CERTIORARI TO THE SUPREME COURT OF THE STATE OF OKLAHOMA
White, McKenna, Holmes, Day, Van Devanter, Pitney, McReynolds, Brandeis, Clarke.
MR. JUSTICE DAY delivered the opinion of the court.
Suit was brought in the Superior Court, Pottawatomie County, Oklahoma, against the Chicago, Rock Island & Pacific Railway Company and A. J. Carney to recover damages for injuries alleged to have been received by Ward while he was employed as a switchman of the railway company in its yards at Shawnee. He recovered a judgment which was affirmed by the Supreme Court of Oklahoma, 68 Oklahoma, . The ground upon which recovery was sought against the railway company and Carney, who was an engine foreman, was that Ward, while engaged in his duty as a switchman, was suddenly thrown from the top of a box car upon which he was about to apply a brake. The petition alleged, and the testimony tended to show, that Ward was engaged as a switchman
on a cut of cars which it was the duty of the engine foreman to cut loose from the engine pushing the cars in order that Ward might gradually stop the cars by applying the brake. It appears that at the time of the injury to Ward, the cut of cars had been pushed up an incline by the engine, over an elevation, and as the cars ran down the track the effect was to cause the slack to run out between them permitting them to pull apart sufficiently to be uncoupled, at which time it was the duty of the engine foreman to uncouple the cars. The testimony tended to support the allegations of the petition as to the negligent manner in which this operation was performed at the time of the injury, showing the failure of the engine foreman to properly cut off the cars at the time he directed the engineer to retard the speed of the engine, thereby causing them to slow down in such manner that, when the check reached the car upon which Ward was about to set the brake, he was suddenly thrown from the top of the car with the resulting injuries for which he brought this action.
The railway company and Carney took issue upon the allegations of the petition, and set up contributory negligence and assumption of risk as defenses. The trial court left the question of negligence on the part of the company and the engine foreman to the jury, and also instructed it as to assumption of risk by an employee of the ordinary hazards of the work in which he was engaged, and further charged the jury as follows:
"You are further instructed that while a servant does not assume the extraordinary and unusual risks of the employment yet on accepting employment he does assume all the ordinary and usual risks and perils incident thereto, whether it be dangerous or otherwise, and also all risks which he knows or should, in the exercise of reasonable care, know to exist. He does not, however, assume such risks as are created by the master's negligence nor such as are latent, or are only discoverable at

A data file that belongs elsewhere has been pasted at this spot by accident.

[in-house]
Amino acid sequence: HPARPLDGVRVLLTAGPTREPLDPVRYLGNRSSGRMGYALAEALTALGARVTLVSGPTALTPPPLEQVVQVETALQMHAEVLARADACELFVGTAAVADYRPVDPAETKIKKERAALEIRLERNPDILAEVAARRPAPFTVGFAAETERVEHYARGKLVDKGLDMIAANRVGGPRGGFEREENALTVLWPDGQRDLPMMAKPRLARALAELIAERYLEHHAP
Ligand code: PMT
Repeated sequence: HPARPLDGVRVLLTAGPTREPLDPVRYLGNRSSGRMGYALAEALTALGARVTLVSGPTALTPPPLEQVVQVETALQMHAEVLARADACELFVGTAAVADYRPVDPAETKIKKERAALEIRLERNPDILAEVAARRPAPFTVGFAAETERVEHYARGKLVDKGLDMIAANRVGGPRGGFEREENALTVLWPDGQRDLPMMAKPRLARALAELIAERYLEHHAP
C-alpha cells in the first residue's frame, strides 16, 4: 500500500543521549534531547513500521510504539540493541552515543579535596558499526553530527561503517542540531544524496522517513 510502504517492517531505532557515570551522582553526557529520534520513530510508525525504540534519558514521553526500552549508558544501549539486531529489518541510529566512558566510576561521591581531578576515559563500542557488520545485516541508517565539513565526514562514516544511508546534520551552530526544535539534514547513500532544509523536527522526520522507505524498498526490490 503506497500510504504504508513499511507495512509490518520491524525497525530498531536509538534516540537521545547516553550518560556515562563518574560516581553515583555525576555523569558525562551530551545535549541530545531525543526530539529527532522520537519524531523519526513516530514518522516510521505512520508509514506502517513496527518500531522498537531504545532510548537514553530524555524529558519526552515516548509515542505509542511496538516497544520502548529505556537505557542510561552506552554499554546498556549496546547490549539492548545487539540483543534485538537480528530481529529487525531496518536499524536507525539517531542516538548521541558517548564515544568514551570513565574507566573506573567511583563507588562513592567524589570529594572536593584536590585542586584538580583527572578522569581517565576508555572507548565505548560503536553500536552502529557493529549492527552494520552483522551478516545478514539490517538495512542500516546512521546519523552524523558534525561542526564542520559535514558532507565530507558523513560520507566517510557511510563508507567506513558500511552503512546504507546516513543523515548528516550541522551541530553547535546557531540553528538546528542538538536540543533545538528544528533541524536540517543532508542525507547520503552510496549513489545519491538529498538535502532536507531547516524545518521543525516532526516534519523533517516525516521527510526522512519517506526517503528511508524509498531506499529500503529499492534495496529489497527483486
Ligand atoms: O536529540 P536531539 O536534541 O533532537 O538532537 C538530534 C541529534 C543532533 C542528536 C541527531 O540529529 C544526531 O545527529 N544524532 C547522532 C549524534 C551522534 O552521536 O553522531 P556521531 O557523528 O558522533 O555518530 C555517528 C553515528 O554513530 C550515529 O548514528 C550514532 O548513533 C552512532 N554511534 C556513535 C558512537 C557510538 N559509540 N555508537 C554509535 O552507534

the time of the injury. The doctrine of an assumption of risk is wholly dependent upon the servant's knowledge, actual or constructive, of the dangers incident to his employment. Where he knew, or in the exercise of reasonable and ordinary care, should know the risk to which he is exposed, he will, as a rule, be held to have assumed them; but where he either does not know, or knowing, does not appreciate such risk, and his ignorance or non-appreciation is not due to negligence or want of due care on his part, there is no assumption of risk on the part of the servant preventing a recovery for injuries."
Treating the case, as the court below did, as one in which the injury occurred while the petitioners and respondent were engaged in interstate commerce, this charge as to the assumption of risk was not accurate, in stating without qualification that the servant did not assume the risk created by the master's negligence. We have had occasion to deal with the matter of assumption of risk in cases where the defense is applicable under the Federal Employers' Liability Act, being those in which the injury was caused otherwise than by the violation of some statute enacted to promote the safety of employees. As this case was not one of the latter class, assumption of risk was a defense to which the defendants below were entitled. Seaboard Air Line Ry. v. Horton, 233 U.S. 492; Jacobs v. Southern Ry. Co., 241 U.S. 229.
As to the nature of the risk assumed by an employee in actions brought under the Employers' Liability Act, we took occasion to say in Chesapeake & Ohio Ry. Co. v. DeAtley, 241 U.S. 310, 315: "According to our decisions, the settled rule is, not that it is the duty of an employee to exercise care to discover extraordinary dangers that may arise from the negligence of the employer or of those for whose conduct the employer is responsible, but that ...